I use a wide brush like the one of the left to spread my white acrylic primer over an entire canvas (including the edges!) as a first layer.

2 – Sanding the canvas

Once the primer is dry (it doesn’t usually take more than 15 minutes), I’ll sand it gently. For sanding, I use a fine grain sandpaper – either 220 or 420 (maybe both!).

Sand canvases

Sanding the canvas between layers of primer helps me achieve the level of smoothness I want – the more layers of primer/sanding, the less texture when it is time to start the painting. I usually do two layers of primer with sanding after each layer because I like to strike that balance of a relatively smooth surface that also still has some tooth to it to grip my paint.

 

3 – Toning the Canvas

Earth tones are a popular choice for toning canvases – I especially like Raw Sienna or Yellow Ochre. For the ocean scenes I’ve been painting lately, my go-tos have been either Yellow Ochre or Naples Yellow – they give a nice warm feeling to the canvas and compliment my heavy use of blue in the final composition.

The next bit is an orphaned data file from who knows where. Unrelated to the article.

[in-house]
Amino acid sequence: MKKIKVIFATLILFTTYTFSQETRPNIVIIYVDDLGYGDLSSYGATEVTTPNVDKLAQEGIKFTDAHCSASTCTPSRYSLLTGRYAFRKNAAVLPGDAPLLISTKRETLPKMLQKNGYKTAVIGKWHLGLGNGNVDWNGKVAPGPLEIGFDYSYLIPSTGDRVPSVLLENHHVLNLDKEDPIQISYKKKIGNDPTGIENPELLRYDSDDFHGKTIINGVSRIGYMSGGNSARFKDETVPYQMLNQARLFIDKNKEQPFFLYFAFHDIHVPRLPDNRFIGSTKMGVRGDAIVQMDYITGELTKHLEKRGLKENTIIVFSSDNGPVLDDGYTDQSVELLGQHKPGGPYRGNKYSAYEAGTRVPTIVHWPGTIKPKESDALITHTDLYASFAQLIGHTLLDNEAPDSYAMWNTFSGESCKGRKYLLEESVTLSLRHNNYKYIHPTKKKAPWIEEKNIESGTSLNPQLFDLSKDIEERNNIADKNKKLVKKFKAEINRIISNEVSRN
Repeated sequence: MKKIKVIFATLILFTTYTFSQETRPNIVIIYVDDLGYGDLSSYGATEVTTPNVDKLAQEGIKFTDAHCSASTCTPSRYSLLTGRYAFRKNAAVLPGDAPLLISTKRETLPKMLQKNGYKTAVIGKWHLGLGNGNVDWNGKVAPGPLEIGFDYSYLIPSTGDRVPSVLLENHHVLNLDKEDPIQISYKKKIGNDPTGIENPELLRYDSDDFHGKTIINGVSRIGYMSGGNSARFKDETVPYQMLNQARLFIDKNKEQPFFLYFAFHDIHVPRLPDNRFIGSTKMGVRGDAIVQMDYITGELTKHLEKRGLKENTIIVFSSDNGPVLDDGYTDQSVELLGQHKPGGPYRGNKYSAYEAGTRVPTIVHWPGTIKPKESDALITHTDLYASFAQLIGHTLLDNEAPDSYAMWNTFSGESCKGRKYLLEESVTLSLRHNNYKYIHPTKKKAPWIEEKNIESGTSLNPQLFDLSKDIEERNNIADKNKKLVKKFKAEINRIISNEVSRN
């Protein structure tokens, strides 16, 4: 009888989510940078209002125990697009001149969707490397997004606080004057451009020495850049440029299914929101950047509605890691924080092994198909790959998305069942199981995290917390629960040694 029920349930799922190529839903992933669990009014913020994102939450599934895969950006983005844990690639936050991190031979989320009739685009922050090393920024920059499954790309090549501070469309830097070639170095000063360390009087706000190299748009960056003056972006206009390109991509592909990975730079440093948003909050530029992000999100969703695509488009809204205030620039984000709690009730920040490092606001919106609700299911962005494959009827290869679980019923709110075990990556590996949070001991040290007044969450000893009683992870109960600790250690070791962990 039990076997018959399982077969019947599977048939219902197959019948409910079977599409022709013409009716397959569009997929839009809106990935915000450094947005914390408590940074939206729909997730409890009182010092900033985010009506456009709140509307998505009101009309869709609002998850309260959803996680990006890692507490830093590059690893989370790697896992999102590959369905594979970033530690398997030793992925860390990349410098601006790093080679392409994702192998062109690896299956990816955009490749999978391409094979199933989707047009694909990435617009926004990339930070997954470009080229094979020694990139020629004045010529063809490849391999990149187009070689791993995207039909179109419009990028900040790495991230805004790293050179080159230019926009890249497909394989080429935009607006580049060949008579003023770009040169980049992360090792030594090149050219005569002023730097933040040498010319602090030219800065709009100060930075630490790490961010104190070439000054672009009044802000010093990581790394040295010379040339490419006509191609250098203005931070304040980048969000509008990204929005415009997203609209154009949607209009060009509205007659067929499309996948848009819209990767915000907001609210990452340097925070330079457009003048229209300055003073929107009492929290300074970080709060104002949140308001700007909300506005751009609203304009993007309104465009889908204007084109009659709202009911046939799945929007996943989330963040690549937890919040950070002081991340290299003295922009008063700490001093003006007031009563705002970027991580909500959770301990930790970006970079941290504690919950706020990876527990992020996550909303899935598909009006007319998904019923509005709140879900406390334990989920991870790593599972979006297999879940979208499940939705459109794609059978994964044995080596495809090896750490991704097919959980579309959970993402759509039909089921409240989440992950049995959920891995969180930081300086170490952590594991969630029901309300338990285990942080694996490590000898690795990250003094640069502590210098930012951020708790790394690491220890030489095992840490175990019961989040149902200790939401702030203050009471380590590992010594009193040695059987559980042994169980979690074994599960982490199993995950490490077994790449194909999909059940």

Here is an example of a canvas I toned with Naples Yellow from my recent time-lapse video:

Prepare canvases - toning

Preparing the canvases overall is a step I really enjoy – it helps me get in the zone before painting. It also helps me feel more confident – like I’m setting myself up for success by providing a strong foundation.

And a quick update on how the collection is coming along — remember the rough sketches from Part 1 where my ideas usually start? Here is one of those alongside how it ended up translating to the canvas:

I love a good before and after. 🙂

-Kate

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Painting the California Coastline – Part 1

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I’m working on an art collection inspired by the Central Coast area of California in and around San Luis Obispo county.  While I’ve been living in Morro Bay for a couple of months, I’ve been especially inspired by the ocean and the colors that form where the sky meets the water on the horizon.